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20 February 2015
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Star Interview: 1 of 2 Tim McGarry
Tim McGarry
Job: Comedian & Writer

Name: Tim McGarry
Click here to listen to this interview
Quote: Forget about the money, just and push and push and get yourself on and once people realise you’re funny, the work will flow from there.
Tim McGarry
 

How did you get to where you are?

Myself and my two colleagues, Damon Quinn and Michael McDowell are failed lawyers. We all did law until we were in our mid-twenties and I was a solicitor. But all during that time, myself and Damon and Michael were writing jokes, doing bits and pieces on radio and doing stage shows. We are fairly successful – we’re probably Ireland’s most successful sit-com writers, we’re very well known as actors – but it’s been a long hard slog. It’s been about ten to twelve years to get where we are today, partly because we were working full-time in proper jobs as lawyers and things. Since we’ve given up our jobs, things have taken off. We were doing full-time jobs and then coming home and writing jokes of an evening and then doing stage shows and then doing bits and pieces for radio. So when we finally gave up our jobs we had no money for a bit, but it was great.

What do you need to do your job?

I’m a writer most of the time. I mean, today I’m sitting writing an episode of ‘Give my Head Peace’. Most of our working life is writing the actual scripts. We then spend two or three months performing the scripts. You don’t need any formal qualifications, you don’t need any GCSEs. You need two things: you need to be funny and you need to be lucky. And you’ll know you’re funny when you stop making jokes in front of your family and friends who think you’re funny and will tell you you’re funny, and you do it in front of strangers who aren’t afraid to tell you that you aren’t funny and that you’re wick.

The only two rules to writing are write to the brief and write to the deadline. In terms of acting, it’s very strict. You have to be on time, you have to be in the studio when you’re supposed to be in the studio, you have to be in the rehearsal room when you’re supposed to be in the rehearsal room and you have to be on location, dressed and ready to go, because there’s an awful lot of money riding on these things.

What’s the money like?

The earning potential of comedy is potentially very good – Patrick Kielty’s a very rich man! We’re doing very well I have to say, but we’re quite unusual. The number of people making money out of comedy in Northern Ireland I would say would be about half a dozen – and we would be three of them. Well, there are a couple of stand-up comedians who do the circuit, who go out every night of the week and they’re doing quite well. We’re doing fairly well in terms of we’ve written 54 episodes of a sit-com, which is virtually unprecedented, and once they’re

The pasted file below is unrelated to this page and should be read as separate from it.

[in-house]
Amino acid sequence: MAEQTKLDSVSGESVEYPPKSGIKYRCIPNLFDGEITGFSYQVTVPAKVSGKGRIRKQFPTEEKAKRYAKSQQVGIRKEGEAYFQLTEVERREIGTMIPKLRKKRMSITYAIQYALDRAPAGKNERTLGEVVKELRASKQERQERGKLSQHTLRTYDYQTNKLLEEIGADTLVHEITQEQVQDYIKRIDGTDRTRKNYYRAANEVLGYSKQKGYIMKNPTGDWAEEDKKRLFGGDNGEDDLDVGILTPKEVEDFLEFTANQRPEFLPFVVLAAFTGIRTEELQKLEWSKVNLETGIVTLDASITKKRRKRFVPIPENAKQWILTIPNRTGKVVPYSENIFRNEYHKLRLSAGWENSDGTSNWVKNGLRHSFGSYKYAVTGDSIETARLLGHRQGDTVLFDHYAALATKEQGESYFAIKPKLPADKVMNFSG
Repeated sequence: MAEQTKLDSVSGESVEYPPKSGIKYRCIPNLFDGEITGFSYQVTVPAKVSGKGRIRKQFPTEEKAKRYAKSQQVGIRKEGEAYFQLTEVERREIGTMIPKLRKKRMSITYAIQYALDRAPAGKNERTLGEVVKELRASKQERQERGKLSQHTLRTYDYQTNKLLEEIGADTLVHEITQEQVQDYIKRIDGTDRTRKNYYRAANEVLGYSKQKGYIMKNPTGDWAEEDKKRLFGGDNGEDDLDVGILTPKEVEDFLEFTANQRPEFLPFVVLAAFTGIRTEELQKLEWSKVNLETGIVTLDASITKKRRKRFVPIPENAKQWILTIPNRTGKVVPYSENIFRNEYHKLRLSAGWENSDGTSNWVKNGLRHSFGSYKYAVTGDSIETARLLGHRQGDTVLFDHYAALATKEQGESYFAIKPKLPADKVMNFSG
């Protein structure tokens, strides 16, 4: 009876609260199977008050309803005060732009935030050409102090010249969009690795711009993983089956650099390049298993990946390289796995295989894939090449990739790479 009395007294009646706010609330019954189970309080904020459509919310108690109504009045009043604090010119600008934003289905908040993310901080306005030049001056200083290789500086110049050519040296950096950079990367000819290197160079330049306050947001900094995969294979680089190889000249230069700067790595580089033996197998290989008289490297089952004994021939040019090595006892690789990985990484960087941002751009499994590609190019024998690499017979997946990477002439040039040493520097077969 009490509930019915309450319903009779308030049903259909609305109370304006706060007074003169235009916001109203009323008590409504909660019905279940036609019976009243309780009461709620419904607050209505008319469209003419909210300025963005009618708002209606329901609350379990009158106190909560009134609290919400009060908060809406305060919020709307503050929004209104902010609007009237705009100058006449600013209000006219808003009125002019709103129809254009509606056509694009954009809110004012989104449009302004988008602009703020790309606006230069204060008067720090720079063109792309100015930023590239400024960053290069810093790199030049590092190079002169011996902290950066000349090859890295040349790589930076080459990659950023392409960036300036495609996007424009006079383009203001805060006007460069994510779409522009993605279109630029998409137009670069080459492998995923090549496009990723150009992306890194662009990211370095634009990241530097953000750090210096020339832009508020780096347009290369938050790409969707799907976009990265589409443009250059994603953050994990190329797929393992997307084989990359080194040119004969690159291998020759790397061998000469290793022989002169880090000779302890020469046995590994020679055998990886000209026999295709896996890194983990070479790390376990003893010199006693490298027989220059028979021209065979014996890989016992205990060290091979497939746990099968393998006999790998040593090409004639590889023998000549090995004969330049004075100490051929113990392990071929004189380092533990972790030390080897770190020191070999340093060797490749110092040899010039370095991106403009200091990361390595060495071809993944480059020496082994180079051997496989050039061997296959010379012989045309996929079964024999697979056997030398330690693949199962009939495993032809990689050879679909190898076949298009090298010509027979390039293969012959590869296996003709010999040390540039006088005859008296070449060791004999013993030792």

repeated we get repeat fees and we get acting fees back again, so it can be very, very lucrative.Somebody like Patrick Kielty, because he’s on network television, would be extremely rich. The number of people who are earning that sort of money, though, is very, very small. Don’t think if you’re going to be a comedian in Northern Ireland that you’re going to be a millionaire, because you’re not!

What skills do you need?

We’re quite unusual because I’m part of a three-person writing team, myself, Damon and Michael, and we have different skills. It took a long time for us to conquer IT, but it is important to conquer IT in terms of word-processing, just being able to send scripts off and being able to write it in the right format that producers and directors are going to look at, and send it off quickly is vital. Confidence is very important. You need sell yourself to producers and commissioning editors. You need to give them the confidence that you’re funny and you’re not going to spend an awful lot of their money and waste an awful lot of their money. You need to be funny – that’s the bottom line. You have to be consistently funny and you have to work at it and work at it.

Any advice?

Be prepared to take rejection in terms of people behind the scenes saying it’s not funny and you need to work at it and work at it until you’re absolutely confident with it. And also you need to be very flexible. The job is flexible – it’s not a nine-to-five job.

How we started off in broadcasting was, we did a show in the Group Theatre. We kept inviting people from the BBC around. We knocked on the door of Talkback and said ‘Look, we’re quite funny, would you like us to write some scripts for a Friday afternoon and we’ll come in and do them for you?’ Forget about the money, just and push and push and get yourself on and once people realise you’re funny, the work will flow from there.

My advice to young people is to start early, keep writing, and don’t be afraid to fail, don’t be afraid to experiment, don’t be afraid to fall flat on your face. But if you’re really, really interested in comedy and you’re really good at it, talent will out eventually – and I would say go for it!

 
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